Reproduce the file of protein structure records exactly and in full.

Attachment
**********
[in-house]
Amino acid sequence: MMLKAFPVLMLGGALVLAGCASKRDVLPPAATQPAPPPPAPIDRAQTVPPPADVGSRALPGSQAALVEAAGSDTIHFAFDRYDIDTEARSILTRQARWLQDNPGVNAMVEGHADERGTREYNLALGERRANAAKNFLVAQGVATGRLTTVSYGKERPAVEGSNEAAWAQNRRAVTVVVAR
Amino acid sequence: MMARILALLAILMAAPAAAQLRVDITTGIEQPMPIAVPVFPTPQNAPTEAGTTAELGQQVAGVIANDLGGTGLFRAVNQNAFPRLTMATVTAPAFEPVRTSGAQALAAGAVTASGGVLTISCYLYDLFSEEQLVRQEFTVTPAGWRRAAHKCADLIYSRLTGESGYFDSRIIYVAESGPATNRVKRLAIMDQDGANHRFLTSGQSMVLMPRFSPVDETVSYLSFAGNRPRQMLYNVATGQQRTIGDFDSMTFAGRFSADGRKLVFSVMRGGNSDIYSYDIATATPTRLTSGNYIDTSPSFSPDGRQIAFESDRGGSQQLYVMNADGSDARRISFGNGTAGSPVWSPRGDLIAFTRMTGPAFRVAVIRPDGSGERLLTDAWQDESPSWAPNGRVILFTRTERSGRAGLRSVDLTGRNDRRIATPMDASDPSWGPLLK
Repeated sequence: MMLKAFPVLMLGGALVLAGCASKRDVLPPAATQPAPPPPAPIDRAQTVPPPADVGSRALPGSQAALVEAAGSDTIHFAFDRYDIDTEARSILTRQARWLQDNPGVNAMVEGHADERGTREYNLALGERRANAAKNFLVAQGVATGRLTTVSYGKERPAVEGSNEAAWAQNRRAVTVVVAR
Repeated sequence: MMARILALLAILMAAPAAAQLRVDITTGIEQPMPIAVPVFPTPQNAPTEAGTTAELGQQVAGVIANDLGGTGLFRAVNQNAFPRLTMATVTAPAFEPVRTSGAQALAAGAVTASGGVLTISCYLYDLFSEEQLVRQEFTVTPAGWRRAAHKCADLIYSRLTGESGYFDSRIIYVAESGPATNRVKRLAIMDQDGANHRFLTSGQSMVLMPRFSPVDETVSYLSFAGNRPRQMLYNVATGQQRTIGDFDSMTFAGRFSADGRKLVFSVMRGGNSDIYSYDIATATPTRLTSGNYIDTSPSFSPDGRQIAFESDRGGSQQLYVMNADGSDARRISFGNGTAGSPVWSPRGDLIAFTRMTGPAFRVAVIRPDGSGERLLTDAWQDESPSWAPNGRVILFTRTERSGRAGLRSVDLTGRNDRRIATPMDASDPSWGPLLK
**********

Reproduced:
[in-house]
Amino acid sequence: MMLKAFPVLMLGGALVLAGCASKRDVLPPAATQPAPPPPAPIDRAQTVPPPADVGSRALPGSQAALVEAAGSDTIHFAFDRYDIDTEARSILTRQARWLQDNPGVNAMVEGHADERGTREYNLALGERRANAAKNFLVAQGVATGRLTTVSYGKERPAVEGSNEAAWAQNRRAVTVVVAR
Amino acid sequence: MMARILALLAILMAAPAAAQLRVDITTGIEQPMPIAVPVFPTPQNAPTEAGTTAELGQQVAGVIANDLGGTGLFRAVNQNAFPRLTMATVTAPAFEPVRTSGAQALAAGAVTASGGVLTISCYLYDLFSEEQLVRQEFTVTPAGWRRAAHKCADLIYSRLTGESGYFDSRIIYVAESGPATNRVKRLAIMDQDGANHRFLTSGQSMVLMPRFSPVDETVSYLSFAGNRPRQMLYNVATGQQRTIGDFDSMTFAGRFSADGRKLVFSVMRGGNSDIYSYDIATATPTRLTSGNYIDTSPSFSPDGRQIAFESDRGGSQQLYVMNADGSDARRISFGNGTAGSPVWSPRGDLIAFTRMTGPAFRVAVIRPDGSGERLLTDAWQDESPSWAPNGRVILFTRTERSGRAGLRSVDLTGRNDRRIATPMDASDPSWGPLLK
Repeated sequence: MMLKAFPVLMLGGALVLAGCASKRDVLPPAATQPAPPPPAPIDRAQTVPPPADVGSRALPGSQAALVEAAGSDTIHFAFDRYDIDTEARSILTRQARWLQDNPGVNAMVEGHADERGTREYNLALGERRANAAKNFLVAQGVATGRLTTVSYGKERPAVEGSNEAAWAQNRRAVTVVVAR
Repeated sequence: MMARILALLAILMAAPAAAQLRVDITTGIEQPMPIAVPVFPTPQNAPTEAGTTAELGQQVAGVIANDLGGTGLFRAVNQNAFPRLTMATVTAPAFEPVRTSGAQALAAGAVTASGGVLTISCYLYDLFSEEQLVRQEFTVTPAGWRRAAHKCADLIYSRLTGESGYFDSRIIYVAESGPATNRVKRLAIMDQDGANHRFLTSGQSMVLMPRFSPVDETVSYLSFAGNRPRQMLYNVATGQQRTIGDFDSMTFAGRFSADGRKLVFSVMRGGNSDIYSYDIATATPTRLTSGNYIDTSPSFSPDGRQIAFESDRGGSQQLYVMNADGSDARRISFGNGTAGSPVWSPRGDLIAFTRMTGPAFRVAVIRPDGSGERLLTDAWQDESPSWAPNGRVILFTRTERSGRAGLRSVDLTGRNDRRIATPMDASDPSWGPLLK